Chipmunks cute … until they got fleas

Published 1:07 am Saturday, December 10, 2016

Did you know that chipmunks and dogs have something in common?

It has been a while since I noticed a chipmunk scurrying around in my back yard. Ever since I saw one scooping up birdseed and filling its jaws until they bulged years ago, the little rodents have fascinated me. So many lived in the back yard that I watched them as much as I did the birds showing up at our feeders.

You probably know that chipmunks stuff as much food as they can in their jaws, then rush off with it to store in their underground burrows. While I always found it amusing that you could almost set your watch by their departing underground and returning to the same feeding ground, my husband did not. He said our house was in danger from all those burrows they built underground.”One day, the house just might cave in,” he warned. Thankfully, the number of chipmunks appearing has diminished, and that has not happened.

Because of a story a reader sent me, I learned that chipmunks get fleas just like dogs. She said that she and her husband once lived in Canada where they noticed lots of chipmunks in their yard. Apparently, they put out peanuts for them. The chippies got so bold they actually climbed on peoples’ laps to snatch peanuts out of their pockets. One day their neighbor appeared wearing a housedress with big pockets that she had stuffed with peanuts. It was not long until a chipmunk appeared and crawled on her lap. Two baby chippies followed. They, too, went straight for her pockets. Suddenly she stripped off her dress with the chipmunks still in the pockets and rushed to her house. By the time she reached her door, she had shed her clothes down to her underwear and headed lickety-split to the bathroom to turn on the shower.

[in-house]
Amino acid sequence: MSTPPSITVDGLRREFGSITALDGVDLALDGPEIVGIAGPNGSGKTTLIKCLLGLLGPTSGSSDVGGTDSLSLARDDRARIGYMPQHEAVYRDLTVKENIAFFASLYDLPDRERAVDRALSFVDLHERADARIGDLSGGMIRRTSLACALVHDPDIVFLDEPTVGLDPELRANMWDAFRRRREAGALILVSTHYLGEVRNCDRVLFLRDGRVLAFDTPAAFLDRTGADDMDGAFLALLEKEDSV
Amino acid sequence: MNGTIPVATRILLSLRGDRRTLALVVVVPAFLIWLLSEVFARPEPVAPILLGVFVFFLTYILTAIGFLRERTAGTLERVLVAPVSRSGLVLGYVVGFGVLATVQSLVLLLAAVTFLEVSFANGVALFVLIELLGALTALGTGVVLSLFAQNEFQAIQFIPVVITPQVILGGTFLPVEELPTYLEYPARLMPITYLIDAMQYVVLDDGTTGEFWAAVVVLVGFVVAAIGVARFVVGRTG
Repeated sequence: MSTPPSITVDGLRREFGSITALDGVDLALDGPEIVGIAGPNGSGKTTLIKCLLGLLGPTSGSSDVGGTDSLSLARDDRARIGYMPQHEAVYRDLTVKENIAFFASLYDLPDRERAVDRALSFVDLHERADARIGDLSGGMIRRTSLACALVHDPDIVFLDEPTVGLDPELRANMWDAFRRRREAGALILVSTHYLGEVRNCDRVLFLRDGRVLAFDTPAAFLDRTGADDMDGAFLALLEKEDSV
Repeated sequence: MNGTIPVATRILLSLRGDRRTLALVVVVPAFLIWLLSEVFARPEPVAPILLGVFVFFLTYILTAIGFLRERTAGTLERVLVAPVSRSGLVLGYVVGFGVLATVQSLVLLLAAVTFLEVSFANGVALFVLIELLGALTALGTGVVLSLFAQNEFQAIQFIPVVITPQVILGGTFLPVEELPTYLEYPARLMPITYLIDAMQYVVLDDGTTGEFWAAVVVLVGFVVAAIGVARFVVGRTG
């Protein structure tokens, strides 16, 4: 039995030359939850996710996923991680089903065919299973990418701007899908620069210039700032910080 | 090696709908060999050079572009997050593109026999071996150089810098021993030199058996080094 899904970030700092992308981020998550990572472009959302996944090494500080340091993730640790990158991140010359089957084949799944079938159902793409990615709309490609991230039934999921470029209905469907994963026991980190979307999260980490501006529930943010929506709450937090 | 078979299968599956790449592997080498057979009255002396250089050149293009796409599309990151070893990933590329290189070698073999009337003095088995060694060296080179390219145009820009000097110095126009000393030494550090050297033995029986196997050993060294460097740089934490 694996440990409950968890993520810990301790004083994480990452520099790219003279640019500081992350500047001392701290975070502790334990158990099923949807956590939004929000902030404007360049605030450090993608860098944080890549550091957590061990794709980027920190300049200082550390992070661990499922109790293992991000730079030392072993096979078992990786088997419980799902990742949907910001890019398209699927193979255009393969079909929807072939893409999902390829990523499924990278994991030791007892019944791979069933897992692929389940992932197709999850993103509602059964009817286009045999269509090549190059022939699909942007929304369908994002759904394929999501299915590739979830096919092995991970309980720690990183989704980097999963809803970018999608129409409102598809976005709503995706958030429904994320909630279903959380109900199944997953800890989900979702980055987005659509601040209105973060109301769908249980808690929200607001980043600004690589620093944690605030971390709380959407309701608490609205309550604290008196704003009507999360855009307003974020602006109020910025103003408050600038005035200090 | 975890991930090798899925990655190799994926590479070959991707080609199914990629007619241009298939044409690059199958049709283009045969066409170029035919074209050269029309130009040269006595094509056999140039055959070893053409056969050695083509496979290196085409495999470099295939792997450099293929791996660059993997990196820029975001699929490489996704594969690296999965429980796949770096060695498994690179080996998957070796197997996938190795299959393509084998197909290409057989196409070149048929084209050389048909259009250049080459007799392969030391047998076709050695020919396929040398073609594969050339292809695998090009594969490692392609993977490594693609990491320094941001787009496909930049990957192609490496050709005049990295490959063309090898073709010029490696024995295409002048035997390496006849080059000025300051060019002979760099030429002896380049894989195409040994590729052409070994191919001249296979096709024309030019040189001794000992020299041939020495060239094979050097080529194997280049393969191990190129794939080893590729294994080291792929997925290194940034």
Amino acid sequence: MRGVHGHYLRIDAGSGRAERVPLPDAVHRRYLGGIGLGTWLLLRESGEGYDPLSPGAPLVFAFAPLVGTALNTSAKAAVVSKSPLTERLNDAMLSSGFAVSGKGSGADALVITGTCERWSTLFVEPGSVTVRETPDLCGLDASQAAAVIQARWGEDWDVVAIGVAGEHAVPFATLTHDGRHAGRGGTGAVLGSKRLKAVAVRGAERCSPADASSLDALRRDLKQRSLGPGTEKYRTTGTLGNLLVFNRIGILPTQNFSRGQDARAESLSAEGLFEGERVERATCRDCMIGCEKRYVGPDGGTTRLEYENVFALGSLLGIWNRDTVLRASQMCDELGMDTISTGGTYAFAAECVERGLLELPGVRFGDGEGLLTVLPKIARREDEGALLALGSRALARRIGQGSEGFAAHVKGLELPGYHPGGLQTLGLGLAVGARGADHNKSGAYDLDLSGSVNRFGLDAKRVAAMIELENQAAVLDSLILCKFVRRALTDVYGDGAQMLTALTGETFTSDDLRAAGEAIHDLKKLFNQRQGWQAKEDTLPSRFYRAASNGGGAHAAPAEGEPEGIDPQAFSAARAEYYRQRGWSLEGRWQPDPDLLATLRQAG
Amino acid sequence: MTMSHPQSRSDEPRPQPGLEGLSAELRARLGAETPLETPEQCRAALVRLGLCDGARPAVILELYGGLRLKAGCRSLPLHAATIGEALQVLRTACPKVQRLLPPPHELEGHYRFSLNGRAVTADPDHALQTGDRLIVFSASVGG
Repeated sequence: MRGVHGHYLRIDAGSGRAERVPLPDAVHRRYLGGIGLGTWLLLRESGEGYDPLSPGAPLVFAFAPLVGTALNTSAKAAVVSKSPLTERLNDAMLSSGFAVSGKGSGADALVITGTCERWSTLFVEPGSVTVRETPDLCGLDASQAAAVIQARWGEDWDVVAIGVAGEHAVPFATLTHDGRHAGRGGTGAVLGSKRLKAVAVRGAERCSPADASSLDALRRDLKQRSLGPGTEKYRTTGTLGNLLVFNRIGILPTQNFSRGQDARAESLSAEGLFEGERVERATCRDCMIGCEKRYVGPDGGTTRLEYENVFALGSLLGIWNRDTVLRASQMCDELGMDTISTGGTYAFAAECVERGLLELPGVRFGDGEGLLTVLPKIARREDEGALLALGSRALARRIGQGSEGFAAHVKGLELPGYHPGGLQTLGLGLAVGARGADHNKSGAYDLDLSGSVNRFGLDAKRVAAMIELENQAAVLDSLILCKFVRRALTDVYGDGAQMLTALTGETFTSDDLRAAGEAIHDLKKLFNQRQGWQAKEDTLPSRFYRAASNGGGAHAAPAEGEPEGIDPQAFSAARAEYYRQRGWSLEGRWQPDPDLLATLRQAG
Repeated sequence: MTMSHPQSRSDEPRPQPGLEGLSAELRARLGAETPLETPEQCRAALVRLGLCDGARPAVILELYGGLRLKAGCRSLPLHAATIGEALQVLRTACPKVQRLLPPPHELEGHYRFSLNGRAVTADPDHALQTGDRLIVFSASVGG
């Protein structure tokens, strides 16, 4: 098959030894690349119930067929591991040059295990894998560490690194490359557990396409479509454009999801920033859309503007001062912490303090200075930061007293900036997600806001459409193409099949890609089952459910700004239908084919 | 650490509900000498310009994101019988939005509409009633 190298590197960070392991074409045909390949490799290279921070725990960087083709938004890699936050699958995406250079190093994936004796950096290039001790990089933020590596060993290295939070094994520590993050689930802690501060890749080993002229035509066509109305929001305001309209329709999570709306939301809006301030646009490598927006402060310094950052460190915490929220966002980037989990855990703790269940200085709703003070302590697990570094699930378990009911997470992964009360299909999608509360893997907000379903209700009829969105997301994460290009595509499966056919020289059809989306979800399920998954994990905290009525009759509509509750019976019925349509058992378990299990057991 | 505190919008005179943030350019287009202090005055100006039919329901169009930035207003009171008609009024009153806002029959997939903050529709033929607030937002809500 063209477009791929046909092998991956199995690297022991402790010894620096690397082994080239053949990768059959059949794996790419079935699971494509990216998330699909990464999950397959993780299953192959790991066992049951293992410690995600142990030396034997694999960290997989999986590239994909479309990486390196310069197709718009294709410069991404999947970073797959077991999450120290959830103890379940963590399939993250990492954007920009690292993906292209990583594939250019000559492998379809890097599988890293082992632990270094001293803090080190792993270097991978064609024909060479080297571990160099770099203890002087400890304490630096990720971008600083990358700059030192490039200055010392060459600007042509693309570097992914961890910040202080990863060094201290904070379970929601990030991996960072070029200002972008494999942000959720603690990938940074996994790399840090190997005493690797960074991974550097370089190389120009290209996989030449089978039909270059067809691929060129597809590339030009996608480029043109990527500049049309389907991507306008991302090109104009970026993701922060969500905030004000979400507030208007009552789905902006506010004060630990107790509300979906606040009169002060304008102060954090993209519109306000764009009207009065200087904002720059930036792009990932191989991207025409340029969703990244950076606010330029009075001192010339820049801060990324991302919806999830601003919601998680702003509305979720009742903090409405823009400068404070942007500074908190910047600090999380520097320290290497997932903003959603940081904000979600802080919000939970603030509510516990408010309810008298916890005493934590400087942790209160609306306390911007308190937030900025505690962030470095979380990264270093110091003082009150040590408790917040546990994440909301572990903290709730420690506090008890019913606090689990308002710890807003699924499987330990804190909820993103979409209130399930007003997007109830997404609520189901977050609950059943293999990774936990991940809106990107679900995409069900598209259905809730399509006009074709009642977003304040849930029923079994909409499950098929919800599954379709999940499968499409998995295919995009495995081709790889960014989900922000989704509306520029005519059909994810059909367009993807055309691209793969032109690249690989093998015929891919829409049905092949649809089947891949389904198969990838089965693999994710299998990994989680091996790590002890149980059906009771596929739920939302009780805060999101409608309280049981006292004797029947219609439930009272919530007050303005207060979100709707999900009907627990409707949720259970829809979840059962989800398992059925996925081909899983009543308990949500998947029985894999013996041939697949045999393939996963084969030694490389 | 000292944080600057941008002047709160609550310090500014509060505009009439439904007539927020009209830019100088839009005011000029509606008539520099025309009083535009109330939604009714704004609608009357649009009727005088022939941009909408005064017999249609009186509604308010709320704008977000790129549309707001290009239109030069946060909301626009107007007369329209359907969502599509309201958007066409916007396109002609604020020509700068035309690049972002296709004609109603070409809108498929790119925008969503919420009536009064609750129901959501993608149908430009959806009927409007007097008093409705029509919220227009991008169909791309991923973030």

No longer were the chippies cute to her. All of them were covered with fleas. Their contact with her warm human body was an invitation to the fleas to a better feeding ground. The reader told me she and her husband laughed so hard they couldn’t help their neighbor.

I am thankful that I can give my dog a monthly pill to protect her from fleas. However, that was not always the case. One morning my husband discovered that someone had tied a young Cocker Spaniel to the handrail at the church he served. We already had two spoiled, pampered dogs at our house. We did not need or want another. We quickly got the word out, but nobody came to rescue the dog that night. We bedded it in our garage. The next morning I went to the garage with a bowl of food for it. Suddenly I was covered with fleas—lot and lots of fleas. I, too, went flying to the shower.

I know chippies and dogs can be cute and fun, except when they share their fleas with humans.


Nina Keenam is retired from the newspaper business. Her column appears on Saturdays.